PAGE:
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"New York Fed President William Dudley less than two weeks ago said that he preferred the Fed wait until the federal funds rate were at between 1.0 and 1.5 percent before the Fed stops reinvesting the principle and interest payments it receives on its securities holdings," wrote Pimco strategist Tony Crescenzi in an email. "The timing will be important to investors, because the Fed has been heavily influencing the markets it participates in, including the agency mortgage-backed securities market and the U.S. Treasury market. Dudley's comments are sure to result in questions on the matter."

While there is plenty of speculation about the balance sheet based on various comments, there has been no definitive plan announced by the Fed, and markets expect more clarity once the central bank begins to raise short-term interest rates.

Fed officials, going back to Chairman Ben Bernanke, have said it was not the purchases in QE programs that held down rates, but the fact that the Fed kept the securities on its balance sheet.

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"I think the focus is on the first rate hike. They've put out guidance in terms of continuing reinvestments until probably a few quarters after the first rate hike," said John Bellows, Western Asset Management portfolio manager. "I think they've tabled the balance sheet for the moment and we're going to hear more about the balance sheet sometime next year, after the first rate hike."

Bellows said it's not clear whether the Fed will continue purchasing Treasurys, mortgages or a combination, but it may ultimately use the balance sheet to tighten.

"When they tighten, they have two tools to tighten with. One tool is rate hikes, and the other tool is contracting the balance sheet. To some extent, they can trade off those tools. While they might use the rate hike at first, at some point in the next year they could switch and use the balance sheet," he said.

Goncalves said the market is eager for clarity sooner.

"The problem with this is such a large component to the supply and demand of Treasurys. It could create unnecessary and undue volatility if they don't clarify their intentions and wait to the last minute," said Goncavles. The "last minute" would be when $200 billion begins to mature next year.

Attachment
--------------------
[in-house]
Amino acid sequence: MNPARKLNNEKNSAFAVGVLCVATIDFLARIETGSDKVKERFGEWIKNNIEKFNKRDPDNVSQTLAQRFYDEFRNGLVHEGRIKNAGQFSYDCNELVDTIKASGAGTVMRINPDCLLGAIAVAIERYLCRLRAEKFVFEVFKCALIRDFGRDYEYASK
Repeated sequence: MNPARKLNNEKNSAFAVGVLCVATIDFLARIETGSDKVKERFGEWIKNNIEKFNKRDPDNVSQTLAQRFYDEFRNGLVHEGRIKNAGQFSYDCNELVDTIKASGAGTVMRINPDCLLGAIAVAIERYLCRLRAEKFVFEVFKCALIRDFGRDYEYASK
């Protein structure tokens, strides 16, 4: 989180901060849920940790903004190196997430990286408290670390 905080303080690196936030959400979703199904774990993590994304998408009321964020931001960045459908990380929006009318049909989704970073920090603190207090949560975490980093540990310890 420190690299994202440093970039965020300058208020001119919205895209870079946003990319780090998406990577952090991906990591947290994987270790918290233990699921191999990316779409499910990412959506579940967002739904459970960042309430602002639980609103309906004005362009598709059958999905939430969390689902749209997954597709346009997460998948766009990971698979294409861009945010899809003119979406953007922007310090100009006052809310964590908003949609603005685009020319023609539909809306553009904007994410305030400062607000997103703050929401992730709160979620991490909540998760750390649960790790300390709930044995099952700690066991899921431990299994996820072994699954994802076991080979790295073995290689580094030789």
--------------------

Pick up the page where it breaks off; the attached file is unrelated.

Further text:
"$200 billion that's large enough to impact the market. They're going to have say whether they are reinvensting. Are they going cold turkey or are they going to taper?" said Goncalves.

He said if the Fed did nothing, the longer-term duration Treasurys that are set to mature could affect lending rates for corporations and consumers. "Higher yields on the long end, we've already seen play a bigger role in investment and housing activity than the move from zero to slightly higher in short rates."

Goncalves said some Fed officials favor slowly moving to shrink the balance sheet, while others would be more aggressive.

"The balance sheet comes as a natural result of QE, and since markets have been obsessed with QE, why would you want to see QE unwind?. If QE is what got markets and the economy strong enough then can we afford a shrinking of the monetary base? Can we allow the balance sheet to shrink. You're basically unwinding QE," he said.

Goncalves said Dudley's speech led some investors to believe the Fed was discussing the balance sheet and the reinvestment program.

"I think the way the Fed has been discussing the adjustment in financial conditions—which is code for long-term rates, stock market and credit spreads—if one of the three is going the wrong direction, the Fed gets nervous. The fact we had a tightening in long-term rates for the first time in a long time means they've been discussing it," he said.